Research Projects

Project at a Glance

Project Status: complete

Title: Internal combustion engine (ICE) air toxic emissions.

Principal Investigator / Author(s): Durbin, Norbeck, Cocker, Zhu

Contractor: UC Riverside

Contract Number: 02-334A

Research Program Area: Emissions Monitoring & Control

Topic Areas: Mobile Sources & Fuels, Monitoring, Toxic Air Contaminants


The emission rates of gas-phase airborne toxic compounds, as well as particulate matter (PM), have steadily been reduced during the past decade as a result of the introduction of reformulated gasoline and diesel fuel, advances in engine design and fuel metering systems, and the implementation of highly efficient exhaust aftertreatment control devices. As regulatory standards have gotten increasingly stringent, it is important to understand how air toxic emission rates have changed over the years in order to gauge the expected improvement in air quality. In this work, the available literature for studies dealing with the air toxic, PM, and PAH emissions from on-road, off-road, and stationary diesel, gasoline, and natural gas internal combustion engines (ICEs) is reviewed and evaluated. This review focuses on toxic emission studies using typical dynamometer source testing methods, and near-source ambient sampling (e.g., tunnel studies) of ICE emissions.

Gas-phase toxics (formaldehyde, acetaldehyde, acrolein, benzene, and 1,3- butaidene), PAHs, and PM are formed by the incomplete oxidation of hydrocarbons during combustion and are associated with adverse health effects. Formaldehyde, acetaldehyde, acrolein, and 1,3-butaidene all react rapidly with free radicals in the air. The ambient concentrations of benzene, 1,3-butadiene, and acetaldehyde are considerably below the EPA threshold. The ambient concentrations of formaldehyde are at the EPA threshold. Acrolein is the only compound that has ambient concentrations above the EPA threshold.

Both gas-phase toxics and PM emissions from mobile sources have been investigated in a number of dynamometer studies dating back to the 1970s and early 1980s. Data reported here showed large reductions in the airborne toxic and PM emissions from gasoline- and diesel-powered vehicles over the years as a result of improved emissions control technology and the introduction of cleaner fuels. These trends are observed in chassis dynamometer, engine dynamometer, and tunnel studies. It is expected that the emissions of these compounds will continue to be reduced further in the future with the introduction and proliferation of even more advanced technology vehicles.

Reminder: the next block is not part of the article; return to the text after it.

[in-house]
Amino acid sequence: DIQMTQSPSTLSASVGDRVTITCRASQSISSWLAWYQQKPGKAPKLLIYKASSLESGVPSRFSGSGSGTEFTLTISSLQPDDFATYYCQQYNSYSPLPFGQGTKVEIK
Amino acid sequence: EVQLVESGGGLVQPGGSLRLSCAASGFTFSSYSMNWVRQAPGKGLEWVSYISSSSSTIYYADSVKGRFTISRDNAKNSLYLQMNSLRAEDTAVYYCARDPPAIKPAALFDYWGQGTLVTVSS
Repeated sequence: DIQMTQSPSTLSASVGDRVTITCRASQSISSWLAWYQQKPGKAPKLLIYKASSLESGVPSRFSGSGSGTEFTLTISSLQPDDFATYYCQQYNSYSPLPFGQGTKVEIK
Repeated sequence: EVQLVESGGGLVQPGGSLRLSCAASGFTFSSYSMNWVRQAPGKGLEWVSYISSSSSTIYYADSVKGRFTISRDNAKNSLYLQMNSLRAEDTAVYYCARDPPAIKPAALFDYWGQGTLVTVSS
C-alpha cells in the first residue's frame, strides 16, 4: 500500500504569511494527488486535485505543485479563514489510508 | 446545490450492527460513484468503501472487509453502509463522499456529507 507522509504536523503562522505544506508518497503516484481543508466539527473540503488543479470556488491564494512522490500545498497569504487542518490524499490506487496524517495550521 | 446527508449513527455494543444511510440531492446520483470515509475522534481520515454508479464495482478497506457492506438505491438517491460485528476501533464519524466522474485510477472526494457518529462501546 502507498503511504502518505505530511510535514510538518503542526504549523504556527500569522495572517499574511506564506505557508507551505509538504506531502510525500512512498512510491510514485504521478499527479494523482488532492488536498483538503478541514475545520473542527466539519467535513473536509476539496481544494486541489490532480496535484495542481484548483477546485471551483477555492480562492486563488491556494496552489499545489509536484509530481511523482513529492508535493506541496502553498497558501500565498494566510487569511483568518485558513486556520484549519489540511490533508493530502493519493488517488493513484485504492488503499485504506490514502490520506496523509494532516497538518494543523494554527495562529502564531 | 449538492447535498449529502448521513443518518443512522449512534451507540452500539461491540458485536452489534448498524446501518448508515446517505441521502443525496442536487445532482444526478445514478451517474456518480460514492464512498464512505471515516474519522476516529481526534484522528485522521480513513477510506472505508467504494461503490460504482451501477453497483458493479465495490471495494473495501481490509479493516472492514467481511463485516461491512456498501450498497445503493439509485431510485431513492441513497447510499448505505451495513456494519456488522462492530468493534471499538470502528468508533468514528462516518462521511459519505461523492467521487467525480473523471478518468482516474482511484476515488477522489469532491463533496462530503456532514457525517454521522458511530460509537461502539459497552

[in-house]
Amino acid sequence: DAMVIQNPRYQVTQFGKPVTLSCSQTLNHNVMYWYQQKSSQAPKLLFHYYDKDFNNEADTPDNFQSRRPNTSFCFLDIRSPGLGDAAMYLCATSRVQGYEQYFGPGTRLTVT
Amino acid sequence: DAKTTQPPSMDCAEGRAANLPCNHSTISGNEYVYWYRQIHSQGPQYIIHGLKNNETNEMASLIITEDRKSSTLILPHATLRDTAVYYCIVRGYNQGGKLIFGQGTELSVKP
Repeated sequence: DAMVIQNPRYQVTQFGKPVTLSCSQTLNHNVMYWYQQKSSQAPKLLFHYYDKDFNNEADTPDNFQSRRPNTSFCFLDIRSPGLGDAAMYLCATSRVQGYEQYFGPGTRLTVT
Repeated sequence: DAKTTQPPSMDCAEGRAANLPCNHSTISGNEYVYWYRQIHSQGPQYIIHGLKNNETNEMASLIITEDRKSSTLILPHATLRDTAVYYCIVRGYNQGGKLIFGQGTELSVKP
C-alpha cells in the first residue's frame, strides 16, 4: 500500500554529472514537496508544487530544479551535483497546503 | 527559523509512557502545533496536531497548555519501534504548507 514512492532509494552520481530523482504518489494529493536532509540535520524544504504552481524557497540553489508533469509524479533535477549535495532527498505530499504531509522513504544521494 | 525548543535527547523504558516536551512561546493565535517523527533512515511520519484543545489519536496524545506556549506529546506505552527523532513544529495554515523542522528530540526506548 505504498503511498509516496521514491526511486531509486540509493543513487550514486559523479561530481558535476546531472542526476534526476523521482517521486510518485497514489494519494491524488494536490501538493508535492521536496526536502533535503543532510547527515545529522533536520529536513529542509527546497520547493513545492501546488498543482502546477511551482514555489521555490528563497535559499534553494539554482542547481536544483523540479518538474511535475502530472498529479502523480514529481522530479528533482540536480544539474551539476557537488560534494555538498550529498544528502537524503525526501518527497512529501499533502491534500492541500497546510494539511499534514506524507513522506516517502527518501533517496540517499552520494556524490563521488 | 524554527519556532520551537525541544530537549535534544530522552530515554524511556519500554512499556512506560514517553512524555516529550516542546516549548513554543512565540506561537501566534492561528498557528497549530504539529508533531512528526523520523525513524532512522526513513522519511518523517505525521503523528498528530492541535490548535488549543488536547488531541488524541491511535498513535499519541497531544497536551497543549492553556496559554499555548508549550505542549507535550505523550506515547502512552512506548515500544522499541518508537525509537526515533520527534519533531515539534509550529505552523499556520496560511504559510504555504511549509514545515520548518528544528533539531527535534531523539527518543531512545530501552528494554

Of all the engine and vehicle technologies, the catalytic converter provides the greatest emission reductions. For gas-phase toxics, the reductions were about 50 to 80% for oxidation catalysts and 80 to 99%+ for three-way catalyst (TWC) vehicles compared to non-catalyst (NC) vehicles, with conversion efficiencies for todayís modern vehicle reducing toxics by > 98%. For diesel vehicles, a decrease of 69 to 85% in gas-phase air toxic emissions was observed for diesel vehicles equipped with oxidation catalysts (OCs) compared to uncontrolled diesel vehicles. Gas-phase toxics and PM emissions also showed a strong dependence driving cycles.


For questions regarding this research project, including available data and progress status, contact: Heather Choi at (916) 322-3893

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